Sunday, November 9, 2008

The Steno Keyboard & Mark Kislingbury

Here is what the keyboard of a steno machine looks like. Of course, the keys aren't marked with letters or numbers. They are just blank. If they put the letters and numbers on them it wouldn't help anyway. It's not like you can "hunt and peck" like on a QWERTY board.
To write a word or phrase in steno you first have to learn your steno theory. There are several theories out there and you have to decide which one is the best fit for you. I'm not here to put down anyone's theory. They all have their own merits.
I made my decision to learn the Magnum Steno theory. The Magnum Steno Theory is the brainchild of the National Speed Champion Mark Kislingbury. Mark's theory teaches you to write short which means it can be stroked (typed) faster with less key strokes. Someone who has won the speed championship as many times as he has, has to have something on the ball right? You bet! I began learning my theory on October 6th, 2008 and at this point I'm on chapter 8 of 33 chapters. I've learned a lot so far and still have a long way to go but I'm getting there with a lot of hard work and study time.
If you are considering going into the field of court reporting than I would highly recommend the Magnum Steno Theory. Here is the link to the website for more info:
My ultimate goal is to go into closed captioning and work from home. In order to be a captioner you have to be able to type very fast. 300+ wpm is the average. In order to do that you have to either be a very fast steno writer or learn a theory with short strokes, or write short. Magnum Steno fills that order for me. ;D

Thursday, November 6, 2008

Light Speed by Stenovations

Many of you already know that I am studying to be a court reporter. Recently I purchased a high quality writer called a Light Speed. Previous to this I was working on an old manual writer called a LaSalle. When I say old I'm not kidding. It was manufactured between 1927 & 1938. That machine worked great but to compare it to the steno writer would be hard to do. The LaSalle is like working on a manual typewriter. The steno writers that are available today are nice but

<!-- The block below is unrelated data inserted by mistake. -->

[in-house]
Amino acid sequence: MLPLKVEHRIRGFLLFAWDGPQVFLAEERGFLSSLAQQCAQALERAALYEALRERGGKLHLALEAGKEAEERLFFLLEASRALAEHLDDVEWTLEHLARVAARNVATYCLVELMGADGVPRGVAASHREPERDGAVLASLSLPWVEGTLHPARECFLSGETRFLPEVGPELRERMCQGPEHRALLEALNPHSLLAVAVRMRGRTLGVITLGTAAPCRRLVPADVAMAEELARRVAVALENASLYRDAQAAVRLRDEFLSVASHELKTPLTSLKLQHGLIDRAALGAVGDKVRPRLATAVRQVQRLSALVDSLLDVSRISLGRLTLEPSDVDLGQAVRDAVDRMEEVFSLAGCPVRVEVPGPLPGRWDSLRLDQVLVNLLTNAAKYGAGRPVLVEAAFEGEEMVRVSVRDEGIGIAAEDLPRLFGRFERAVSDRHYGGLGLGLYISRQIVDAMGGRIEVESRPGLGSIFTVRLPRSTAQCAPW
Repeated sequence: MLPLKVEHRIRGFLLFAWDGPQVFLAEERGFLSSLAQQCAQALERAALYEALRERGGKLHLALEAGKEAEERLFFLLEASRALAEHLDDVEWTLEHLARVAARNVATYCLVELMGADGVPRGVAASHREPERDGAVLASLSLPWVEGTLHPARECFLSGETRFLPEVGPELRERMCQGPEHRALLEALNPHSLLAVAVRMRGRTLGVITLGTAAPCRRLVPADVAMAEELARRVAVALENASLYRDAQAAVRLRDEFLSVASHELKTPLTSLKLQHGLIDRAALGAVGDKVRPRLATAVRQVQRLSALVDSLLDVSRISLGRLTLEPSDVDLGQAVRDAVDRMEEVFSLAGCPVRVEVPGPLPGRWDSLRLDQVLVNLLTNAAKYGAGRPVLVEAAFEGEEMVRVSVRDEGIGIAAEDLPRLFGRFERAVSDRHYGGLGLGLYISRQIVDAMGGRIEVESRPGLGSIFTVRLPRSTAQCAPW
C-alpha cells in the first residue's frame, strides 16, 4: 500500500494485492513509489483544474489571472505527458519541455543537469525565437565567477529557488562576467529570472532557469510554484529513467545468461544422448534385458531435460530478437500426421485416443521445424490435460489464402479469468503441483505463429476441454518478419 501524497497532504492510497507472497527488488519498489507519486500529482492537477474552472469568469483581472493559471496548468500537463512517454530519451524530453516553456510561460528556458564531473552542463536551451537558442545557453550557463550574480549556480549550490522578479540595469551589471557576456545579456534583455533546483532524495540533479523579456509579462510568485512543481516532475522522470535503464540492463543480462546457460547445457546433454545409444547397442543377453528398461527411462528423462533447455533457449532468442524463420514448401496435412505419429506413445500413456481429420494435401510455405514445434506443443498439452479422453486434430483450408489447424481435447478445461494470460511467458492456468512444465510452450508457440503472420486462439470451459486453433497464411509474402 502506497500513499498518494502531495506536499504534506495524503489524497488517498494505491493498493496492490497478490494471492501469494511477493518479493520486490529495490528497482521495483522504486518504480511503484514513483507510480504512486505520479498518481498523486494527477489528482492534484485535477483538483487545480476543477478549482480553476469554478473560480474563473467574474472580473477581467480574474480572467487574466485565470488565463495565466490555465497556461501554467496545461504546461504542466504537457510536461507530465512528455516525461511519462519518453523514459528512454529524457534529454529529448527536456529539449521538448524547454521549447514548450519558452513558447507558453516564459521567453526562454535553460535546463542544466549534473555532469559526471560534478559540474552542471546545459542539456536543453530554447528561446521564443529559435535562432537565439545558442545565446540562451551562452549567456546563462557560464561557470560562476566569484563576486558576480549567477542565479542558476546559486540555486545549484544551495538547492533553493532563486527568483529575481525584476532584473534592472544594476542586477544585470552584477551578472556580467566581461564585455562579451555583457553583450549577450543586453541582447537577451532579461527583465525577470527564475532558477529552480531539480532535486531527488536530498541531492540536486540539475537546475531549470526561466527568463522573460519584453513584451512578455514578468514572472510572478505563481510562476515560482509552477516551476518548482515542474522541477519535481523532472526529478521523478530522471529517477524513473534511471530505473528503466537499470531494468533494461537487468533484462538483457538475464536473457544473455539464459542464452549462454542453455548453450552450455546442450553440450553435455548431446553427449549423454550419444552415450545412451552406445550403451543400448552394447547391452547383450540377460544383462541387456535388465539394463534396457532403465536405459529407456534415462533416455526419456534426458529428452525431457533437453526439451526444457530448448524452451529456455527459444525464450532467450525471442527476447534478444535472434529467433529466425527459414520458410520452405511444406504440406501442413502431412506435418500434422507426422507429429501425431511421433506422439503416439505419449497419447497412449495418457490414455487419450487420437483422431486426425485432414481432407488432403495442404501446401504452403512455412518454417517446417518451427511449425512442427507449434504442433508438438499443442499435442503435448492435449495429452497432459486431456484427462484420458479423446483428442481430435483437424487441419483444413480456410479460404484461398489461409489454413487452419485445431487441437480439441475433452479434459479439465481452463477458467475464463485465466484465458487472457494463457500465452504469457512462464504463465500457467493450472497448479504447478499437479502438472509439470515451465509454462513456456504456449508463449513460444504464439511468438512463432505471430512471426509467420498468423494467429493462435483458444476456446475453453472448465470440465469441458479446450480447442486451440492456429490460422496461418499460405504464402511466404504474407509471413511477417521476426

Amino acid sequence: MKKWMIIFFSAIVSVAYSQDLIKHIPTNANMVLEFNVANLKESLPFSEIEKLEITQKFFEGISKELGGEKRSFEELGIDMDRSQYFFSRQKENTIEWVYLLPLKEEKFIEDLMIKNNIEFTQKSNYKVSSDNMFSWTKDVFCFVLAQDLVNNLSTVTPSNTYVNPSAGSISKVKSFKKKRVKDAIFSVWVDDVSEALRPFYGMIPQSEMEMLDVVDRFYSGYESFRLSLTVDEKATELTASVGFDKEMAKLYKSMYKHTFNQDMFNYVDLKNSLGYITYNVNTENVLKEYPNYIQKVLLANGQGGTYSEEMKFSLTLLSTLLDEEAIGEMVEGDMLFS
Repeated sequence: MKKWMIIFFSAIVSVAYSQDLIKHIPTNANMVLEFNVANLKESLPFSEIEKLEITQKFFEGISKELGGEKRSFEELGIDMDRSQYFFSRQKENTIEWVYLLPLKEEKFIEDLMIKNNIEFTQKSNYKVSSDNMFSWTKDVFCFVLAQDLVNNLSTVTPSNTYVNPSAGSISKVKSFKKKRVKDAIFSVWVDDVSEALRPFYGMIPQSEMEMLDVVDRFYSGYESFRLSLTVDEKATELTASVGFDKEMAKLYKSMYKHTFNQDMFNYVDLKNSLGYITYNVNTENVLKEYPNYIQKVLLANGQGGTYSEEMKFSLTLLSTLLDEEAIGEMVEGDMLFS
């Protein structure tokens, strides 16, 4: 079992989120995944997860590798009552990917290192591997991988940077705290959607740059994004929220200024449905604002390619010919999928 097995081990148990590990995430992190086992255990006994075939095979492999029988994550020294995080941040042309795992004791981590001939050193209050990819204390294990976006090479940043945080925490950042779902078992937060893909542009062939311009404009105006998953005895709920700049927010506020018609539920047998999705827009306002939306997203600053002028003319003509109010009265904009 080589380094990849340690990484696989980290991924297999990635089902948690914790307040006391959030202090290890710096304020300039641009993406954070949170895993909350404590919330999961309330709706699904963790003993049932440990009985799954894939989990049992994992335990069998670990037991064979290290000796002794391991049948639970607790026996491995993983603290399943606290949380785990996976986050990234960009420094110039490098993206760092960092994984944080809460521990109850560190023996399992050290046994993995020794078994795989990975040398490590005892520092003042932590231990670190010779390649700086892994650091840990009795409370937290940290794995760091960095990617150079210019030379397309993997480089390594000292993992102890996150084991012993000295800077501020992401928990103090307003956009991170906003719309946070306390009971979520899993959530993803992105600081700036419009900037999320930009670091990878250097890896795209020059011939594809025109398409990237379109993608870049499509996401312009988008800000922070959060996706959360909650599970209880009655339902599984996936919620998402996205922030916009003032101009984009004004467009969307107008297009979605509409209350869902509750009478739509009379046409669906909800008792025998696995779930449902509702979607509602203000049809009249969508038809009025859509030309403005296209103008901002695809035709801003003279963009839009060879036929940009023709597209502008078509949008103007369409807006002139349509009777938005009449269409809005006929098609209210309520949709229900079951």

the keys need to be shimmed so you don't have to push them down too far thus avoiding strain on your hands and fingers. If you are working in a court room all day or writing depostions you will greatly appreciate keys that are shimmed. But now along comes the Light Speed. You barely touch the keys and this baby just takes off. You use a very light touch. When you are typing your hands barely move and you gently touch each key so there is no strain at all. The real beauty of this is that each key can be adjusted individually to suit your typing style. And there is no need to send your machine away at a considerable cost to get it shimmed. You can easily do this yourself via your computer!
If you are considering going into court reporting or are thinking of buying a Light Speed do yourself a favor and check it out. It's better and cheaper than the other writers.
I'd also like to say that I am not a salesman for the Light Speed or for Stenovations that manufacters it. I just love it a lot. ;D

Wednesday, November 5, 2008

Fiesta Doily

This one is called Fiesta Doily. It's about 32" or so around. I love how this one looks on my table. As with most of my doilies I used my favorite size 7 steel hook.

Do we have any crocheters out there?

Pineapple Upsidedown Daisy

Here is a doily I made called Pineapple Upsidedown Daisy. The butterfly's were made separately and added on before the last round was made. This one was really easy to make. It only looks hard. ;D